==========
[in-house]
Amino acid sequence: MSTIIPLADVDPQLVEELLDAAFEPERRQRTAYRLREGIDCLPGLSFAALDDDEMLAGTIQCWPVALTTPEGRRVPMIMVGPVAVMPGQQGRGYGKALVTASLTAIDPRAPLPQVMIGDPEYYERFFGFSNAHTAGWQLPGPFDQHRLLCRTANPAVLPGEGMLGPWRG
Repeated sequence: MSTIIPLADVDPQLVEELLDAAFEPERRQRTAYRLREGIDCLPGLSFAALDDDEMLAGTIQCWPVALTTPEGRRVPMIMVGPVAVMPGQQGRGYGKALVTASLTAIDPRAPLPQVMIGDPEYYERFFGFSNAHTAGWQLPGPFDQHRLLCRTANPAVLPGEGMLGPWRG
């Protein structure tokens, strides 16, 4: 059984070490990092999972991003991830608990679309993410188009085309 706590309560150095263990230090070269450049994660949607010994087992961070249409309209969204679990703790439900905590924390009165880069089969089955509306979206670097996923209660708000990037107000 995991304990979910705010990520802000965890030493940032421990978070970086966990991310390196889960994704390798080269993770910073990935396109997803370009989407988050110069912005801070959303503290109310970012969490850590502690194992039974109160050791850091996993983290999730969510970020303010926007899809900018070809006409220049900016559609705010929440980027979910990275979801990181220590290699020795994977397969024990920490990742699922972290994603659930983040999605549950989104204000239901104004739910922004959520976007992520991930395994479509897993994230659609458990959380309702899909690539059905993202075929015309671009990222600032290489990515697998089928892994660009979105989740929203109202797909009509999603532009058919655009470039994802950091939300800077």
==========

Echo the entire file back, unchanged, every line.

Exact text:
[in-house]
Amino acid sequence: MSTIIPLADVDPQLVEELLDAAFEPERRQRTAYRLREGIDCLPGLSFAALDDDEMLAGTIQCWPVALTTPEGRRVPMIMVGPVAVMPGQQGRGYGKALVTASLTAIDPRAPLPQVMIGDPEYYERFFGFSNAHTAGWQLPGPFDQHRLLCRTANPAVLPGEGMLGPWRG
Repeated sequence: MSTIIPLADVDPQLVEELLDAAFEPERRQRTAYRLREGIDCLPGLSFAALDDDEMLAGTIQCWPVALTTPEGRRVPMIMVGPVAVMPGQQGRGYGKALVTASLTAIDPRAPLPQVMIGDPEYYERFFGFSNAHTAGWQLPGPFDQHRLLCRTANPAVLPGEGMLGPWRG
């Protein structure tokens, strides 16, 4: 059984070490990092999972991003991830608990679309993410188009085309 706590309560150095263990230090070269450049994660949607010994087992961070249409309209969204679990703790439900905590924390009165880069089969089955509306979206670097996923209660708000990037107000 995991304990979910705010990520802000965890030493940032421990978070970086966990991310390196889960994704390798080269993770910073990935396109997803370009989407988050110069912005801070959303503290109310970012969490850590502690194992039974109160050791850091996993983290999730969510970020303010926007899809900018070809006409220049900016559609705010929440980027979910990275979801990181220590290699020795994977397969024990920490990742699922972290994603659930983040999605549950989104204000239901104004739910922004959520976007992520991930395994479509897993994230659609458990959380309702899909690539059905993202075929015309671009990222600032290489990515697998089928892994660009979105989740929203109202797909009509999603532009058919655009470039994802950091939300800077």